3-Dimensional conformal radiation therapy: Pronounced 3-dih- MEN-shuh-nul kun-FOR-mul RAY-dee-AY-shun THAYR-uh-pee. A procedure that uses a computer to create a 3-dimensional picture of the tumor. This allows doctors to give the highest possible dose of radiation to the tumor, while sparing the normal tissue as much as possible.
Anaplastic: Pronounced an-ah-PLAS-tik. A term used to describe cancer cells that divide rapidly and have little or no resemblance to normal cells.
Angiogram: Pronounced AN-jee-oh-gram. An x-ray of blood vessels. The person receives an injection of dye to outline the vessels on the x-ray.
Antibiotic: Pronounced an-tih-by-AH-tik. A drug used to treat infections caused by bacteria and other microorganisms.
Astrocyte: Pronounced AS-troh-site. A large, star-shaped cell that holds nerve cells in place and helps them work the way they should. It is a type of glial cell.
Astrocytoma: Pronounced AS-troh-sy-TOH-muh. A tumor that begins in the brain or spinal cord in small, star-shaped cells called astrocytes.
Awake Brain Surgery: This procedure is also called intraoperative brain mapping. It enables the neurosurgeons to remove tumors that would otherwise be inoperable because: 1) They are too close to areas of the brain that control vision, language and body movements, or 2) Surgery would result in a significant loss of function.
Benign: Pronounced beh-NINE. Not cancerous. Benign tumors may grow larger but do not spread to other parts of the body.
Biopsy: Pronounced BY-op-see. The removal of cells or tissues for examination by a pathologist. The pathologist may study the tissue under a microscope or perform other tests on the cells or tissue.
Brachytherapy: Pronounced BRAY-kee-THAYR-uh-pee. A type of radiation therapy in which radioactive material sealed in needles, seeds, wires, or catheters is placed directly into or near a tumor. Also called radiation brachytherapy, internal radiation therapy, and implant radiation therapy.
Brain stem: The part of the brain that is connected to the spinal cord.
Brain stem glioma: Pronounced glee-OH-muh. A tumor located in the part of the brain that connects to the spinal cord (the brain stem). It may grow rapidly or slowly, depending on the grade of the tumor.
Burr hole: A small opening in the skull made with a surgical drill.
Cancer: Pronounced KAN-ser. A term for diseases in which abnormal cells divide without control. Cancer cells can invade nearby tissues and can spread to other parts of the body through the blood and lymph systems.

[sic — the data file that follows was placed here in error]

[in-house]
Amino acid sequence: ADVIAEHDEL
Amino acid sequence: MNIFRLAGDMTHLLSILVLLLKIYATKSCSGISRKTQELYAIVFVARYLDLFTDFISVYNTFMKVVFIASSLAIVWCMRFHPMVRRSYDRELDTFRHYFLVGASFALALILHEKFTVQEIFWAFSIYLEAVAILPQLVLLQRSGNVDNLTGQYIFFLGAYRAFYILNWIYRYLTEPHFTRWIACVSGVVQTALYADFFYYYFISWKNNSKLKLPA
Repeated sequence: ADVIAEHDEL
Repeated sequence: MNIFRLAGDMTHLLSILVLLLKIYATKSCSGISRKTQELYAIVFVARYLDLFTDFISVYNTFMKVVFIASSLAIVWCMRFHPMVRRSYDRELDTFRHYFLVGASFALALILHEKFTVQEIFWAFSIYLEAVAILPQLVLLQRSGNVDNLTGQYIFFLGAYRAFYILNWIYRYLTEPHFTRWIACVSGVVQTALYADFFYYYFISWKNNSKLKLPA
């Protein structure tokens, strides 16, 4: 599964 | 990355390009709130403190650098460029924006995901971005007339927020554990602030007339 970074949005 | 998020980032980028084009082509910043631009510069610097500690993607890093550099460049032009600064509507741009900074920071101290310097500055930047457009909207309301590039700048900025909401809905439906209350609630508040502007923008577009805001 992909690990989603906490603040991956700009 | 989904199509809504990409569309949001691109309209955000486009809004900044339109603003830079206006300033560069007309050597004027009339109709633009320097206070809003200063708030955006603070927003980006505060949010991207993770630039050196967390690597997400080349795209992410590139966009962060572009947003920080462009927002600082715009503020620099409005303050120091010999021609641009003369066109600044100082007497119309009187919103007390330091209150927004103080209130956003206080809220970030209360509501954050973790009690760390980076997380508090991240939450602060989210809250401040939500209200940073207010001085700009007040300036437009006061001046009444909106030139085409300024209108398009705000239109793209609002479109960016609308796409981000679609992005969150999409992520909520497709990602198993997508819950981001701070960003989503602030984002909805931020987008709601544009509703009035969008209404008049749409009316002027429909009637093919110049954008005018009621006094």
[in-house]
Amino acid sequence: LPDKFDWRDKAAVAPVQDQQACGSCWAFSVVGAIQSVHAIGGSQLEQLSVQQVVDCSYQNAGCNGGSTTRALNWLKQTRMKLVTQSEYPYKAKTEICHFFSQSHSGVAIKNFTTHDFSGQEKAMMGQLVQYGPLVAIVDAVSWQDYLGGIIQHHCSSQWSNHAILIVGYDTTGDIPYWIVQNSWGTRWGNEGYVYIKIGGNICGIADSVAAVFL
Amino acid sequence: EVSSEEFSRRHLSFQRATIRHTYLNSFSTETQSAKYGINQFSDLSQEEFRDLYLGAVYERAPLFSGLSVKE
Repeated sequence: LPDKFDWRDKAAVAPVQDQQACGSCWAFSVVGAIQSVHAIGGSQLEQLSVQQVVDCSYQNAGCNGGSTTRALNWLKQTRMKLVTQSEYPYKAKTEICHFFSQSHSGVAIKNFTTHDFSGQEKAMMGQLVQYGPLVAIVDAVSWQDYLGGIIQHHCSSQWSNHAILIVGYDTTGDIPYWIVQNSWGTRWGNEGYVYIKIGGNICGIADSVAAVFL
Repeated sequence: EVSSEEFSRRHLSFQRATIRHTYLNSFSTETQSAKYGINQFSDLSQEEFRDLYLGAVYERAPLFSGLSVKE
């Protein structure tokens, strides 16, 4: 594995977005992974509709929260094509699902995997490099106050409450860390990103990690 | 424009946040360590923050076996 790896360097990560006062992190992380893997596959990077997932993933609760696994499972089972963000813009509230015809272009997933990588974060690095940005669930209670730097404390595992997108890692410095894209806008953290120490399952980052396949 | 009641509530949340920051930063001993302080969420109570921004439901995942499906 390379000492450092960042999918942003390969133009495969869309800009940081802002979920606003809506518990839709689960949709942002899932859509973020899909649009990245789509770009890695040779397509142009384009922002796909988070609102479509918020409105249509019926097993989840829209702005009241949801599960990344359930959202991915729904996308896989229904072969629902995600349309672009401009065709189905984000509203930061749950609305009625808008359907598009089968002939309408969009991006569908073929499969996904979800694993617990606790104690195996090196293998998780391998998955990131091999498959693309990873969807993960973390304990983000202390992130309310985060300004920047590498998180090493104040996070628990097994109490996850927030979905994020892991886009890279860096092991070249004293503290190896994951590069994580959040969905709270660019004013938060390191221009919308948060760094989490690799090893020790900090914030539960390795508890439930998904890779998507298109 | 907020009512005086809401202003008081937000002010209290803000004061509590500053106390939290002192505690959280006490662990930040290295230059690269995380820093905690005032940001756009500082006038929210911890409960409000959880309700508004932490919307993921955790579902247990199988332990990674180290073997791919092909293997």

Cell: The individual unit that makes up the tissues of the body. All living things are made up of one or more cells.
Cerebellum: Pronounced ser-uh-BEL-um. The portion of the brain in the back of the head between the cerebrum and the brain stem. The cerebellum controls balance for walking and standing, and other complex motor functions.
Cerebral hemisphere: Pronounced seh-REE-bral HEM-is-feer. One half of the cerebrum, the part of the brain that controls muscle functions and also controls speech, thought, emotions, reading, writing, and learning. The right hemisphere controls the muscles on the left side of the body, and the left hemisphere controls the muscles on the right side of the body.
Cerebrospinal fluid: Pronounced seh-REE-broh-SPY-nul. CSF. The fluid that flows in and around the hollow spaces of the brain and spinal cord, and between two of the meninges (the thin layers of tissue that cover and protect the brain and spinal cord). Cerebrospinal fluid is made by tissue called the choroid plexus in the ventricles (hollow spaces) in the brain.
Cerebrum: Pronounced seh-REE-brum. The largest part of the brain. It is divided into two hemispheres, or halves, called the cerebral hemispheres. Areas within the cerebrum control muscle functions and also control speech, thought, emotions, reading, writing, and learning.
Chemotherapy: Pronounced KEE-moh-THAYR-uh-pee. Treatment with drugs that kill cancer cells.
Clinical trial: A type of research study that tests how well new medical approaches work in people. These studies test new methods of screening, prevention, diagnosis, or treatment of a disease.
Contrast material: A dye or other substance that helps to show abnormal areas inside the body. It is given by injection into a vein, by enema, or by mouth. Contrast material may be used with x-rays, CT scans, MRI, or other imaging tests.
Craniotomy: Pronounced KRAY-nee-AH-toh-mee. An operation in which an opening is made in the skull.
CT scan: A series of detailed pictures of areas inside the body taken from different angles. The pictures are created by a computer linked to an x-ray machine. Also called CAT scan, computed tomography scan, computerized axial tomography scan, and computerized tomography.